After six mass shootings on his watch, some are urging Abbott to finally take action on guns. He says the problem is mental health, but Texas lags on that score, too. Will there be accountability?
Facing the largest audience of the 2022 campaign, Texas Gov. Greg Abbott sought to show he shared the horror and sorrow of the families in Uvalde, whose lives were forever scarred by the May 24 mass shooting that killed 19 elementary school children and their two teachers.
“I can feel their pain,” Abbott said during the Sept. 30 debate at the University of Texas Rio Grande Valley, which was aired or streamed to every corner of the state.
But in nearly the same breath, the two-term Republican told those families that he would not grant their pleas to make 21 the minimum age to purchase combat-style rifles like the one used by the 18-year-old gunman in Uvalde.
“We want to end school shootings, but we cannot do that by making false promises,” Abbott said, asserting that the law the families are seeking would not pass constitutional muster even though Politifact had found flaws in the statement.
As routine as mass shootings have become in the Lone Star state, so have Abbott’s responses following massacres that together left 90 Texans dead, and dozens of others wounded.
Through the tears, the devastating losses, and innocent lives lost, Abbott’s mass shooting response playbook has become well practiced. He blames “madmen” for the carnage. For Abbott, any conversation centered on addressing Texas’ record of easy access to assault weapons has been a non-starter.
He’s rebuffed pleas for special sessions on gun violence yet ordered lawmakers back to Austin for issues ranging from rewriting election laws to passing measures targeting transgender people.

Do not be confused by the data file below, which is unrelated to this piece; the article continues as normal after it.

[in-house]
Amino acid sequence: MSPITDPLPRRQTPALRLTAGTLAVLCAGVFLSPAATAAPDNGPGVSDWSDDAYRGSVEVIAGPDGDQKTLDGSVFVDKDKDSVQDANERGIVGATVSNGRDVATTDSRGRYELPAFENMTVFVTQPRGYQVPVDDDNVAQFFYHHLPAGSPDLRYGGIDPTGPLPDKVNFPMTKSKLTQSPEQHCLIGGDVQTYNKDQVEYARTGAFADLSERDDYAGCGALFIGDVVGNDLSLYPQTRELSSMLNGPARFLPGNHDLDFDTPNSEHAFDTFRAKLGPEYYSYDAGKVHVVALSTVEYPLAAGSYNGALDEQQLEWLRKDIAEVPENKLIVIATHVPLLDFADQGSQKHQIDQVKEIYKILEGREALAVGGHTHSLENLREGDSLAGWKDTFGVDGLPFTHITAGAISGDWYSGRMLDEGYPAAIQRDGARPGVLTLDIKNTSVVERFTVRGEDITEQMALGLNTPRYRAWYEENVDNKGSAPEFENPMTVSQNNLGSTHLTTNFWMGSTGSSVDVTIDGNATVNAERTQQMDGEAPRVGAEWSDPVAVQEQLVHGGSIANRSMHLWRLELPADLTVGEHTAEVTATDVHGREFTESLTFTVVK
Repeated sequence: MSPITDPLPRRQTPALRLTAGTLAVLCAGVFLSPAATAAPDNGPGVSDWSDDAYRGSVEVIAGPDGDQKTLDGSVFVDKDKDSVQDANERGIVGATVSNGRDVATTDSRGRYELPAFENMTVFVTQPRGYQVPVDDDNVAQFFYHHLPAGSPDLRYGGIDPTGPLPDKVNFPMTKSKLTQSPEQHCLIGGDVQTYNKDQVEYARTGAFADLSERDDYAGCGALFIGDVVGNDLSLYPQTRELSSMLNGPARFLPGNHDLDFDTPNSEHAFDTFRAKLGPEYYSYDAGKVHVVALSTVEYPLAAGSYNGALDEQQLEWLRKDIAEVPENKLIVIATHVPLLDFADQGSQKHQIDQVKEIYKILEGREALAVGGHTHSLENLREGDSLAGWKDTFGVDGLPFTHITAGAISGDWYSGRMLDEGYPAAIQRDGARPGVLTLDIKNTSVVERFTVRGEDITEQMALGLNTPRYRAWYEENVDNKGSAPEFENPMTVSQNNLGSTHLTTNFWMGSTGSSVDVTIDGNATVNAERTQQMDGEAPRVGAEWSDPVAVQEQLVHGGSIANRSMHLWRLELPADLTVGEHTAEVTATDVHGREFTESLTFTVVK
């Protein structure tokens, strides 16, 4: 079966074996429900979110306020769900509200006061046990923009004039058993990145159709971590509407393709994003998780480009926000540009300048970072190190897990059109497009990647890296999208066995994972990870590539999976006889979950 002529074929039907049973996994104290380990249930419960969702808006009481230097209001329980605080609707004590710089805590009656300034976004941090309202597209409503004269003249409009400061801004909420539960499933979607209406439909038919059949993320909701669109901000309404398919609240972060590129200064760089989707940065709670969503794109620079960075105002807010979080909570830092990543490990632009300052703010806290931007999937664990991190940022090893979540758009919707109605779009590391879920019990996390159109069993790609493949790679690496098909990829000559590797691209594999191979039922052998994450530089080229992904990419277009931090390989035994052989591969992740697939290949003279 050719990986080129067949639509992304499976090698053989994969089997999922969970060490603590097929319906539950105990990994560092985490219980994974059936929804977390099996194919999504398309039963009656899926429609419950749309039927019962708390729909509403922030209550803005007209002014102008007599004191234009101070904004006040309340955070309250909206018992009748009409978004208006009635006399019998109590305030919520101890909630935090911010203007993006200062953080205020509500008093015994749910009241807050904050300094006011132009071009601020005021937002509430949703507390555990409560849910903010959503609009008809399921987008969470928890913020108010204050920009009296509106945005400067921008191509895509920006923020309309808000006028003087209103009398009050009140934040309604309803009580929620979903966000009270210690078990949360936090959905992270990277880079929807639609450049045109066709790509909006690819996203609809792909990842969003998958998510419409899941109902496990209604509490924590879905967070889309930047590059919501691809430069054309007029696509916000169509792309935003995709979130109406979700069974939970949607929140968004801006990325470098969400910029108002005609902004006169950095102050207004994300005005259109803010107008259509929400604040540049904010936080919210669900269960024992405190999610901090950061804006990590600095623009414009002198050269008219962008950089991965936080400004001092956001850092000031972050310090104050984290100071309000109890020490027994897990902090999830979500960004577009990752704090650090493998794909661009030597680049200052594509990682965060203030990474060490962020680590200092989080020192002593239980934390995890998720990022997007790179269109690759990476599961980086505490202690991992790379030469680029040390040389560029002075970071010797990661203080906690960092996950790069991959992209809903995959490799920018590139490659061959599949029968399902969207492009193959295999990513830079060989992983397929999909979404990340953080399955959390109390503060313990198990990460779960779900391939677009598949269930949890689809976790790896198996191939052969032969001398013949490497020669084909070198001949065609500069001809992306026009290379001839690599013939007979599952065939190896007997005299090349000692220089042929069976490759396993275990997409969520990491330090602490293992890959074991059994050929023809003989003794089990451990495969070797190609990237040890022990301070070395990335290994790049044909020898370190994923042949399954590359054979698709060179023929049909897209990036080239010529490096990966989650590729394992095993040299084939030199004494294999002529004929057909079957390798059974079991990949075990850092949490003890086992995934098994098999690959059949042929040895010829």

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Abbott, who has witnessed six mass shootings during his two terms in shopping centers, churches, and schools, has not used his executive powers to champion ways to reduce mass shootings. This is in stark contrast to how he has wielded his political clout on issues like abortion, immigration, and tightening election rules.
Those who tuned in to the debate got a virtual front row seat to that strategy in action.
“We need to get to the bottom of what is really ailing our communities, and that is the mental health that is leading people to engage in school shootings,” Abbott said on the debate stage he shared with Democratic opponent Beto O’Rourke, echoing what he said one day after the massacre in Uvalde. To bolster the point, Abbott said the state has added billions of dollars for mental health programs since 2017, though Texas continues to rank near the bottom when it comes to access to mental health care.
But Uvalde, which came 5½ months before what is shaping up as Abbott’s toughest political fight, has upended the governor’s strategy for crisis in no small part due to missteps and his own misstatements.
Uvalde families, many of whom now actively campaign for O’Rourke, promise political consequence for inaction on the issue of assault-style weapons.
“Gov. Abbott, if you don’t meet our demands (for stricter gun laws), then I suggest you prepare yourself, because we will vote you out,” Veronica Mata, whose 10-year-old daughter, Tess Marie Mata, was killed at Robb Elementary School, said at a Capitol rally in late August.